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Weekend storm prompts flash flood warnings throughout San Diego County

Heavy rain, snow douse San Diego region
Posted at 9:08 AM, Mar 30, 2024
and last updated 2024-03-30 21:35:44-04

SAN DIEGO (KGTV) — San Diego County was under a flood watch Saturday as heavy rains returned to Southern California.

Up to 2 inches of rain is expected through Monday, and substantial rainfall started falling Saturday morning.

"Radar update - the main band of heavy rain is starting to moving into far western San Diego county coastal cities, expect peak rainfall rates of 0.2 to 0.5 inches per hour which will cause some urban and low lying flooding through 11 am," the National Weather Service's San Diego office posted at 8:20 a.m. Saturday.

A wind advisory was in effect until 11 a.m. Saturday for the San Diego County deserts including the city of Borrego Springs, with gusts up to 55 mph in the forecast.

On Friday, officials encouraged residents to "prepare and take precautions" ahead of the storm. The city's Storm Patrol -- made up of dozens of teams from the Transportation and Stormwater departments -- were sent out to clean storm drains and inlets with a history of debris buildup. Crews were also sweeping streets to reduce trash and pollutants from entering waterways.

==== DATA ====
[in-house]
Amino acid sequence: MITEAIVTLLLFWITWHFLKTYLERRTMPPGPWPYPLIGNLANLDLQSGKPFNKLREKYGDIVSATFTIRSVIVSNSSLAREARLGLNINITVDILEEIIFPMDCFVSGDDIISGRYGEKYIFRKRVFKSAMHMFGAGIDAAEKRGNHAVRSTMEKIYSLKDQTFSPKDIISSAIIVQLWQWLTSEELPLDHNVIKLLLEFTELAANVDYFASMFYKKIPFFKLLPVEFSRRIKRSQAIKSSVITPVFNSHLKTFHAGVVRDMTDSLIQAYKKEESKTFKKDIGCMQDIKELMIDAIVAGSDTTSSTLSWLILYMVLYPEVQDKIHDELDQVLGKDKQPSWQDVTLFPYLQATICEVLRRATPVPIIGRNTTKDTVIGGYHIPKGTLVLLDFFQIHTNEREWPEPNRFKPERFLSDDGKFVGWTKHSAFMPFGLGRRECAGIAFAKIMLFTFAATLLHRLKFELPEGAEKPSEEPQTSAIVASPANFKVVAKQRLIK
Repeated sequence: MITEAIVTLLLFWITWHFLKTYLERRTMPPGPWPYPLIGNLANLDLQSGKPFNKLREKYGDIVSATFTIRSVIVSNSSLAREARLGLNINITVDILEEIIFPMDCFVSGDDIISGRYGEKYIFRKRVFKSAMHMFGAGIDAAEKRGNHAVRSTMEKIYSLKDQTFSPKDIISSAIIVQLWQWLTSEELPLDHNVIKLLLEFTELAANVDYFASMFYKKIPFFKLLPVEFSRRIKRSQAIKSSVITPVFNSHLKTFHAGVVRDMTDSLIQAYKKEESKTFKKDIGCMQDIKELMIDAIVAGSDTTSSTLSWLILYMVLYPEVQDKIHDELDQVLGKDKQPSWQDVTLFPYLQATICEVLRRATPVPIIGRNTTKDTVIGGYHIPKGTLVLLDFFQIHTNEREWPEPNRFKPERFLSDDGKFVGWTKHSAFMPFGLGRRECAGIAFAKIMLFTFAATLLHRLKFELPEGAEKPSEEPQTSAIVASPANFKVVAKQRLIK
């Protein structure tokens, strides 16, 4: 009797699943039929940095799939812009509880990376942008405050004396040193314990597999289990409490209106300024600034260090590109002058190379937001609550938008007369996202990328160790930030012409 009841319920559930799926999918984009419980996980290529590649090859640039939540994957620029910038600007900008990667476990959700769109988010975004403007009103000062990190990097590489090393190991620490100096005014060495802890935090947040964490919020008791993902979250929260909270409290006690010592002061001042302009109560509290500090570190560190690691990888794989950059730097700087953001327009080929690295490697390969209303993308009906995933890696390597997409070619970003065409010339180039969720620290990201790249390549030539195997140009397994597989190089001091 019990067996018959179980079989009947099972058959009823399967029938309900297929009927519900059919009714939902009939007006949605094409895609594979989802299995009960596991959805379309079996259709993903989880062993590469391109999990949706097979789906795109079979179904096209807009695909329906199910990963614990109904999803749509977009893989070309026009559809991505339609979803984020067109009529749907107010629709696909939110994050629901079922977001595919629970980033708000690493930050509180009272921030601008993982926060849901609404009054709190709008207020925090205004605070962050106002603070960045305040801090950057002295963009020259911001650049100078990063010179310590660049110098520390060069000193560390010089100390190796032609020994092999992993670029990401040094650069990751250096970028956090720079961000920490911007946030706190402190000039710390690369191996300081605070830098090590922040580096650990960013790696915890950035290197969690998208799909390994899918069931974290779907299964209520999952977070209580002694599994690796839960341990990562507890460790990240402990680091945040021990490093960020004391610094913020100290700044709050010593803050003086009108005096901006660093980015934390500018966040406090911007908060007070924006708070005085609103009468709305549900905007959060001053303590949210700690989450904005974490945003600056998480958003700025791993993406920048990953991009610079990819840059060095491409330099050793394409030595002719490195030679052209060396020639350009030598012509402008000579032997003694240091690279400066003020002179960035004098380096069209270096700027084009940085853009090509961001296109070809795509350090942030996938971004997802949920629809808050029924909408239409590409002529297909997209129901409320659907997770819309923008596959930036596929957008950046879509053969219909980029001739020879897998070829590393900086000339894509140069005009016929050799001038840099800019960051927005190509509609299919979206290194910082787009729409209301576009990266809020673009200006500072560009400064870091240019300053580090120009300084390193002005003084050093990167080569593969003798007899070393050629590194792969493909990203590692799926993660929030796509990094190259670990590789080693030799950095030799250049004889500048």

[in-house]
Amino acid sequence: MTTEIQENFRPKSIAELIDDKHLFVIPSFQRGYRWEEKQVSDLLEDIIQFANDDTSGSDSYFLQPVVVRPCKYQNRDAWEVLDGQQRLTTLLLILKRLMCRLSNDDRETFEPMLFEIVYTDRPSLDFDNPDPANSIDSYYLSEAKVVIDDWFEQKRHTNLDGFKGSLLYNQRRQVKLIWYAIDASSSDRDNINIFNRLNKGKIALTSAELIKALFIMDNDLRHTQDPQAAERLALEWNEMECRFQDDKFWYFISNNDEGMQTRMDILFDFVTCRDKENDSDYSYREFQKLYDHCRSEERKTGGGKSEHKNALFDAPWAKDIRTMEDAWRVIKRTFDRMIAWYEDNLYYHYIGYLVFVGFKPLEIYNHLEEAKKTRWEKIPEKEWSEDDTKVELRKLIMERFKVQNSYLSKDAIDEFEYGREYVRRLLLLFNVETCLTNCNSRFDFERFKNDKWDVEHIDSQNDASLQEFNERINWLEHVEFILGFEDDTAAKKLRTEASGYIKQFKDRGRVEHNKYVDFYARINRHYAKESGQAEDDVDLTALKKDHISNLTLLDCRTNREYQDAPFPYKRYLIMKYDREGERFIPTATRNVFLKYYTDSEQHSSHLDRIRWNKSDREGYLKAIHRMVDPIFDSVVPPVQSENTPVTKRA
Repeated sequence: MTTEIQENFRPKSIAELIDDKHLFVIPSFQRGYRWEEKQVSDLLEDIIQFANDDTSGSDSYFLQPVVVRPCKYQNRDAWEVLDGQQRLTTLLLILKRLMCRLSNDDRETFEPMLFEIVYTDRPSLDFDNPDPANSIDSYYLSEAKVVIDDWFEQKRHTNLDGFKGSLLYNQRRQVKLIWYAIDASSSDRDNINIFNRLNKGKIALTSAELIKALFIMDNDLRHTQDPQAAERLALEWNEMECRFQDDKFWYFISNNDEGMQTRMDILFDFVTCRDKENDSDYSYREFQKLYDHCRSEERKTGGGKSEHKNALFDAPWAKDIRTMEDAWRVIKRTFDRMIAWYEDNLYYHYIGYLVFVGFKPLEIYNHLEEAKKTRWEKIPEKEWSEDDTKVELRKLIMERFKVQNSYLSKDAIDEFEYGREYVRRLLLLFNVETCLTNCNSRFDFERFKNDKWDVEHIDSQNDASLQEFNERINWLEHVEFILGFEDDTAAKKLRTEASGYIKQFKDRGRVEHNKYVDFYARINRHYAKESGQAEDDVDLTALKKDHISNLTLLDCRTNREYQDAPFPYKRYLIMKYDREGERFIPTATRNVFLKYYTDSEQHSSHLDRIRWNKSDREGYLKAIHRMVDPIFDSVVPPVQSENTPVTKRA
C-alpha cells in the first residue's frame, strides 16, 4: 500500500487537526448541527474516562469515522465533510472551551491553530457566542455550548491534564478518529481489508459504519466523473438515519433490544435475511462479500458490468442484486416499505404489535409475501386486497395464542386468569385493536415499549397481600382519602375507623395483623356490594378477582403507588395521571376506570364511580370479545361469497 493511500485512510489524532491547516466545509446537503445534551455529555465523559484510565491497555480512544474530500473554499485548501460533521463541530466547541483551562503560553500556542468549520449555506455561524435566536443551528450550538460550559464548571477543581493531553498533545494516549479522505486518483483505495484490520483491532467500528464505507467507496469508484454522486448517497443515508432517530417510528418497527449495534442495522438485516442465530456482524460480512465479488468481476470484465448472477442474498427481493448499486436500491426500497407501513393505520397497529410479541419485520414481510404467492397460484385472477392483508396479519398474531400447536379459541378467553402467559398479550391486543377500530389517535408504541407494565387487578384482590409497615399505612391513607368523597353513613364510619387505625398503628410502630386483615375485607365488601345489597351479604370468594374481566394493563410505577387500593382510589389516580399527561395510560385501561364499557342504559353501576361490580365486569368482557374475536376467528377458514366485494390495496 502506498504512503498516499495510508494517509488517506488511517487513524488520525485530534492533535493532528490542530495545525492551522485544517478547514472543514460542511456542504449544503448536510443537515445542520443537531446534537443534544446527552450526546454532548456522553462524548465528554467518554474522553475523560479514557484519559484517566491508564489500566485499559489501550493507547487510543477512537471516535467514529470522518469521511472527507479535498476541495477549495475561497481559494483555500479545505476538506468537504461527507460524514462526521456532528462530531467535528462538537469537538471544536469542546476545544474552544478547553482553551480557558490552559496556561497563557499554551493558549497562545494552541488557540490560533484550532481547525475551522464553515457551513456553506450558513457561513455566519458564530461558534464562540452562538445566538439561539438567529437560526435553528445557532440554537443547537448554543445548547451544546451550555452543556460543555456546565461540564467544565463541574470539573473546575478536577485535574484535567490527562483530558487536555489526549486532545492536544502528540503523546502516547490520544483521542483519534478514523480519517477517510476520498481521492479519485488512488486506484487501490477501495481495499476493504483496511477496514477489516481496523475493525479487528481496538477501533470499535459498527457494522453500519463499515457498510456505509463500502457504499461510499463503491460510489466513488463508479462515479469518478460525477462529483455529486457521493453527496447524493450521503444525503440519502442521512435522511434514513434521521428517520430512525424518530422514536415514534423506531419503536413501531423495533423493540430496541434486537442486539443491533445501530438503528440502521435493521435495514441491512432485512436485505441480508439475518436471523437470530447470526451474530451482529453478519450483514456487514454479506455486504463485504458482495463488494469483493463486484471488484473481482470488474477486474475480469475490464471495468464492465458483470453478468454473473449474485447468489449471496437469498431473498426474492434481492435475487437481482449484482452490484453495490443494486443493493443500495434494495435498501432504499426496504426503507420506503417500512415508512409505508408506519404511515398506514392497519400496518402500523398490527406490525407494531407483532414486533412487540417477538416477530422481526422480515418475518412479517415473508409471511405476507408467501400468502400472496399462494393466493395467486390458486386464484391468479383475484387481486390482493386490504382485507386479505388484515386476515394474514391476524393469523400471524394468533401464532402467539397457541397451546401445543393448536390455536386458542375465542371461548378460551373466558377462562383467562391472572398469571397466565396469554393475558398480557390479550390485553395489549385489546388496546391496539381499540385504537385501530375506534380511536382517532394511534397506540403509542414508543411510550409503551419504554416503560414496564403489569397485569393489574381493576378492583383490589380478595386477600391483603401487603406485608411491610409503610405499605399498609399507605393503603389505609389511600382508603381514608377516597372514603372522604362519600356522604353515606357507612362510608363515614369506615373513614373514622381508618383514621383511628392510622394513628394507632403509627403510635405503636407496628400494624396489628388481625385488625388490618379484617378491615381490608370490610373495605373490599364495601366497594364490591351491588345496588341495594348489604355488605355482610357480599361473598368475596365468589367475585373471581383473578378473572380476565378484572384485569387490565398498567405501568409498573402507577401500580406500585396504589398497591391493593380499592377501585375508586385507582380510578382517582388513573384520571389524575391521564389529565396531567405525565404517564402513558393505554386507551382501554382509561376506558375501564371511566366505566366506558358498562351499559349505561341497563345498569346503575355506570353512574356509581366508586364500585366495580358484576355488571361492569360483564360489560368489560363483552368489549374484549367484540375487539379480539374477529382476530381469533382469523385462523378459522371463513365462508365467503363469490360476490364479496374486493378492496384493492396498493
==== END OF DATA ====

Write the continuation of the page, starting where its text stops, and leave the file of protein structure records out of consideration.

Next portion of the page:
In the interest of residential safety, officials said the city might close flood-prone roads along the San Diego River.

During the rain, Storm Patrol teams will monitor pump stations and more than 46,000 storm drains throughout the city for any issues. They will also respond to reported incidents of flooding, and downed trees or branches.

Residents may report storm-related problems or issues by calling the city's Public Works Dispatch at 619-527-7500 or using the Get It Done app.

The storm was accompanied by cool weather, with a high of 58 expected in downtown San Diego on Saturday and 61 on Sunday. Overnight temperatures will be in the lower 50s near downtown, dropping into the 30s in the mountains and the 30s and 40s in the valleys.

Snow levels were expected to fall to 5,000 to 5,500 feet in San Diego County, with several feet of snow possible above 6,000 feet by the end of the weekend, and strong winds combined with blowing snow will lead to extremely difficult travel in the mountains, forecasters said.

"By Monday, the trough becomes elongated and centered over northwest Mexico, but enough instability will remain to continue our chances for scattered, but lighter showers and thunderstorms through Monday morning," the NWS said. "By the afternoon, the majority of the activity looks to become confined to the mountains, with other areas slowly drying out."

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